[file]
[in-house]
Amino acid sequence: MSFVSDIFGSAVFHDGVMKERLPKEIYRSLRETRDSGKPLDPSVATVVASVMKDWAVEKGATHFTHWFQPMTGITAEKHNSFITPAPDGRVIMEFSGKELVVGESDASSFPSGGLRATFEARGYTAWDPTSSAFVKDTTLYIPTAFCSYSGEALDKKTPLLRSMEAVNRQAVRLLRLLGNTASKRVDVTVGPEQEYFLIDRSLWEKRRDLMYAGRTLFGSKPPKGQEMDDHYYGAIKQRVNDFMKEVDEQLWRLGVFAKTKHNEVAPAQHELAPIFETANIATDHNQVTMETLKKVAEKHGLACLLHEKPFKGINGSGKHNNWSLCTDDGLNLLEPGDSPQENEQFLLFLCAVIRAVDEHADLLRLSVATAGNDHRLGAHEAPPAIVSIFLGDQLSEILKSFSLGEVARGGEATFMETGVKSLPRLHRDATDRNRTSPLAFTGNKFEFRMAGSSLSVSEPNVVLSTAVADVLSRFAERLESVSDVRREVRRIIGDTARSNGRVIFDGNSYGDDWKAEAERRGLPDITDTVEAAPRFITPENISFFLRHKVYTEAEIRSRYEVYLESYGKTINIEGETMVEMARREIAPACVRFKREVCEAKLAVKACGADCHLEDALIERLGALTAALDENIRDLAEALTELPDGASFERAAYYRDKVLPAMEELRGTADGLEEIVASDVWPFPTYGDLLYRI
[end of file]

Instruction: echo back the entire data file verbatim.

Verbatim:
[in-house]
Amino acid sequence: MSFVSDIFGSAVFHDGVMKERLPKEIYRSLRETRDSGKPLDPSVATVVASVMKDWAVEKGATHFTHWFQPMTGITAEKHNSFITPAPDGRVIMEFSGKELVVGESDASSFPSGGLRATFEARGYTAWDPTSSAFVKDTTLYIPTAFCSYSGEALDKKTPLLRSMEAVNRQAVRLLRLLGNTASKRVDVTVGPEQEYFLIDRSLWEKRRDLMYAGRTLFGSKPPKGQEMDDHYYGAIKQRVNDFMKEVDEQLWRLGVFAKTKHNEVAPAQHELAPIFETANIATDHNQVTMETLKKVAEKHGLACLLHEKPFKGINGSGKHNNWSLCTDDGLNLLEPGDSPQENEQFLLFLCAVIRAVDEHADLLRLSVATAGNDHRLGAHEAPPAIVSIFLGDQLSEILKSFSLGEVARGGEATFMETGVKSLPRLHRDATDRNRTSPLAFTGNKFEFRMAGSSLSVSEPNVVLSTAVADVLSRFAERLESVSDVRREVRRIIGDTARSNGRVIFDGNSYGDDWKAEAERRGLPDITDTVEAAPRFITPENISFFLRHKVYTEAEIRSRYEVYLESYGKTINIEGETMVEMARREIAPACVRFKREVCEAKLAVKACGADCHLEDALIERLGALTAALDENIRDLAEALTELPDGASFERAAYYRDKVLPAMEELRGTADGLEEIVASDVWPFPTYGDLLYRI